Now, how about you? Have you ever visited a California mission? How about a historic church or cathedral, a shrine or otherwise sacred ground? To me, battlefields and cemeteries count! Let’s hear from ya today!


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41 thoughts on “Tanya Hanson: History and Romance, the perfect combo”

  1. What a beautiful wedding, Tanya. Christi is glowing. Congratulations to the newlyweds–and to you and dh!

    I’ve never been to a California mission, but I’ve done several on the Texas Mission Trail out of San Antonio.

  2. Hi Tracy, thanks for the wonderful comment! You must have seen the Alamo then. I was scheduled to go to San Antonio for a conference and was looking way forward to seeing it and the River Walk, but it was right after 9/11 and I nixed the trip. Someday!


  3. Tanya, thanks for sharing these beautiful picture and the interesting history of the mission. I plan to take a drive along the California cost and will add this site to my visit. The wedding pictures are gorgeous and your daughter such a lovely bride.

  4. Tanya,

    Thanks for sharing all this info. I have never been to a mission but I have been in the sacred church built in the mountains in Sedona and I have been on sacred grounds where Native Americans have been buried.

    The photos were great The wedding photos were great also

    Walk in peace and harmony,


  5. What a lovely place for a wedding. Your daughter was a beautiful bride.

    Another lovely mission is the one at Carmel. I have visited there a couple of times.

  6. Hi Melinda, always nice to hear from you. I visited Sedona a few years ago, and wow, what a spiritual place. Holy Cross Church was amazing. I can’t wait to go back and investigate some of the vortex sites. I have a friend who visits regularly with a shaman. Thanks for visiting the Junction today.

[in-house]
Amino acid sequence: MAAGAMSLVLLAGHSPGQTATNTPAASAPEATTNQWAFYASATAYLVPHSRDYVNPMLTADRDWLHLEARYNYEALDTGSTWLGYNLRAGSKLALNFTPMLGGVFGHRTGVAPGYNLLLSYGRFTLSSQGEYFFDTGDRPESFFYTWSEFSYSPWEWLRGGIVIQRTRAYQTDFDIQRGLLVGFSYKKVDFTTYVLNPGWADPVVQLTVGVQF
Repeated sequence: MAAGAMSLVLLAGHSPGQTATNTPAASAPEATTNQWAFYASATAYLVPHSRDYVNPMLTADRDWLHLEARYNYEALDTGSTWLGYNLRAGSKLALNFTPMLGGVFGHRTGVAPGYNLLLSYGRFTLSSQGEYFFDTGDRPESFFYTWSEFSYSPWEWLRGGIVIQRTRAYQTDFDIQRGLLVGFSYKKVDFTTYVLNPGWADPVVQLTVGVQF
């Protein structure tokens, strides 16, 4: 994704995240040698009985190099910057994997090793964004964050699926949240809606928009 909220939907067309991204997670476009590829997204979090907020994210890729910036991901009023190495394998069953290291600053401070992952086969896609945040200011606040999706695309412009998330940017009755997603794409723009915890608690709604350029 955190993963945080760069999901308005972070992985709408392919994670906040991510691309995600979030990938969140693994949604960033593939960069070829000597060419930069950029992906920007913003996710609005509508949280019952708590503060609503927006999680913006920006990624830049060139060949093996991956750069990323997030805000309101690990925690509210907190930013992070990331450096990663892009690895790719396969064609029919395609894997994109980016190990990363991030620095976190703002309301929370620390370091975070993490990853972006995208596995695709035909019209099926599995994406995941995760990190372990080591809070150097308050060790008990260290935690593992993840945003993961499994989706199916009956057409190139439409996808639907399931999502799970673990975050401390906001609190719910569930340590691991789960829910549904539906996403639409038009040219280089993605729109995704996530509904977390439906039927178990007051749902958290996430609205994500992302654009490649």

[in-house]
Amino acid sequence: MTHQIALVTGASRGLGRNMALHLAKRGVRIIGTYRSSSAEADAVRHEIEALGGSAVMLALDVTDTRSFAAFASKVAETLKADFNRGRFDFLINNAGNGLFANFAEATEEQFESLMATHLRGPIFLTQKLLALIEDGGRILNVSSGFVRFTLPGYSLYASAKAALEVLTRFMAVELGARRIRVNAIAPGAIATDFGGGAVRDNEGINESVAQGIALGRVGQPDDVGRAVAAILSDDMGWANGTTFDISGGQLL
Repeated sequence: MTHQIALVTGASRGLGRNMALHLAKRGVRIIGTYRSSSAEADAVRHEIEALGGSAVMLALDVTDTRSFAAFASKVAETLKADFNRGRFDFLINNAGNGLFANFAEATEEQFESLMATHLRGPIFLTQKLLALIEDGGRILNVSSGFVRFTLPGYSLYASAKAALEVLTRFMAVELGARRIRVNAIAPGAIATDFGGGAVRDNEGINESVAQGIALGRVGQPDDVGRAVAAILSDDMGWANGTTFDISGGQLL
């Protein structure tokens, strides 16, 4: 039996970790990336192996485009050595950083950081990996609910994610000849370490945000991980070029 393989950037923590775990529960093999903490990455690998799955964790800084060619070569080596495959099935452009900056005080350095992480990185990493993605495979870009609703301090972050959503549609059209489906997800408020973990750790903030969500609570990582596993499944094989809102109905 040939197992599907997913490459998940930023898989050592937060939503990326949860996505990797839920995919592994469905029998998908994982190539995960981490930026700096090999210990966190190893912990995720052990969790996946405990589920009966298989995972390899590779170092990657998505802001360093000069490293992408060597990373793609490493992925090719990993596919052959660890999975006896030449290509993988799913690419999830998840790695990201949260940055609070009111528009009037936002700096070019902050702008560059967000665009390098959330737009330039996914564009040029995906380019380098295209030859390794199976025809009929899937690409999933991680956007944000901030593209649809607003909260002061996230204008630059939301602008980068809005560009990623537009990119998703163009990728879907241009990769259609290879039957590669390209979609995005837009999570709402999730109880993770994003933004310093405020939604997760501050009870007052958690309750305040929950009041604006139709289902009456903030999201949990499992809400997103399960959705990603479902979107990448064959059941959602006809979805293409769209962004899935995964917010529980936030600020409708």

7. Hi Tanya,

    Well, that was a lovely wedding, for sure! I have never visited a California mission–not yet, anyhow! Thanks for sharing all your pictures! Great post, and congratulations on your daughter’s marriage!

  8. Hi Cheryl, I love the Carmel area but haven’t made time yet to see the mission, Carlos Borromeo, I think it is. Another fantastic one that is still a working rancho is La Purisma.

    Thanks for stopping by today! oxox

  9. Thanks, Cheryl P. for your good wishes for our sweet daughter. She picked a really wonderful guy so her daddy and I are very happy for her. As he put it, I didn’t give my daughter away. I’m sharing her.

    Here’s to more wonderful reviews for your terrific book, Fire Eyes oxoxoxox.

  10. Tanya, what a gorgeous bride! She’s just beaming. And of course, so is the mother of the bride! You certainly couldn’t have chosen a better place for the ceremony either.

    Last year I was fortunate enough to visit the ruins of an old Spanish mission near San Saba, TX. It was attacked by Indians and all the occupants were killed in the late 1700’s. In spite of the tragedy that happened there, I sensed a peaceful calm about the place. And I love visiting cemeteries and reading the tombstones. There are so many stories that were buried along with the people.

    Thanks for sharing your pictures. I enjoyed seeing them.

  11. Hi, Tanya. I grew up in Lompoc, California (a small town an hour north of Santa Barbara), and we had La Purisima Mission, founded in 1787. I can remember visiting as a child and seeing where they carded wool. Maybe that was where my love of historical imaginings began.

    Ironically, just like your mission, La Purisima was also destroyed in an earthquake in 1812. Apparently, the year 1812 in California was known as “El Año de los Temblores,” or “The year of the Earthquakes”. Thankfully they rebuilt and later preserved this wonderful heritage for us to enjoy today.

  12. Hi Linda, as you know, I totally need to go to Texas! All that history and southwest Culture! Thanks for the post. And oh yes, it was such a happy day! Thank God for pictures. It all went so quick, but I knew that going in, so held many moments close to my heart and brain for later.

    Hi Karen, thanks for visiting the Junction today. I visited La Purisma not long ago and parts of it are being restored and back in use. Lots of animals. Santa Barbara has a lovely mission, too but I haven’t been there since I was a child. It’s on my list of things to do.

  13. Hi Tanya!

    Beautiful pictures of your daughter. What a beauty. It must’ve been a wonderful day for you. I used to live in that area years ago — in San Juan Capistrano. Beautiful area.


  14. I was at the mission church La Lomita at Christmastime.
    That’s a slide show of the small church.